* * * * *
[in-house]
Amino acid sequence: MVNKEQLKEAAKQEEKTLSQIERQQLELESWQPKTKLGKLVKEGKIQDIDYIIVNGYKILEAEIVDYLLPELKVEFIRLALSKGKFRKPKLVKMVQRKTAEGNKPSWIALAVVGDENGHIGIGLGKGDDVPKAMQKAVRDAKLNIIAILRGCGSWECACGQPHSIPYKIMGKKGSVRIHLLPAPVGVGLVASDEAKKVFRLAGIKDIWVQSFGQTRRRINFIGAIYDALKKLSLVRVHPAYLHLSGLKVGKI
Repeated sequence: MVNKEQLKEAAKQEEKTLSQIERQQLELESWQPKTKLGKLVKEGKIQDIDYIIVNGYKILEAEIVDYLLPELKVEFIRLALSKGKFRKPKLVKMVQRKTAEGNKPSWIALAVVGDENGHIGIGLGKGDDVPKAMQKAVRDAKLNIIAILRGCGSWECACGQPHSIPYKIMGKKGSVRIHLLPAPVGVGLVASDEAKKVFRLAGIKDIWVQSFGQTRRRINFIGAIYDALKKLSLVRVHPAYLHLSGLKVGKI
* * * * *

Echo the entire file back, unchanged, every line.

[in-house]
Amino acid sequence: MVNKEQLKEAAKQEEKTLSQIERQQLELESWQPKTKLGKLVKEGKIQDIDYIIVNGYKILEAEIVDYLLPELKVEFIRLALSKGKFRKPKLVKMVQRKTAEGNKPSWIALAVVGDENGHIGIGLGKGDDVPKAMQKAVRDAKLNIIAILRGCGSWECACGQPHSIPYKIMGKKGSVRIHLLPAPVGVGLVASDEAKKVFRLAGIKDIWVQSFGQTRRRINFIGAIYDALKKLSLVRVHPAYLHLSGLKVGKI
Repeated sequence: MVNKEQLKEAAKQEEKTLSQIERQQLELESWQPKTKLGKLVKEGKIQDIDYIIVNGYKILEAEIVDYLLPELKVEFIRLALSKGKFRKPKLVKMVQRKTAEGNKPSWIALAVVGDENGHIGIGLGKGDDVPKAMQKAVRDAKLNIIAILRGCGSWECACGQPHSIPYKIMGKKGSVRIHLLPAPVGVGLVASDEAKKVFRLAGIKDIWVQSFGQTRRRINFIGAIYDALKKLSLVRVHPAYLHLSGLKVGKI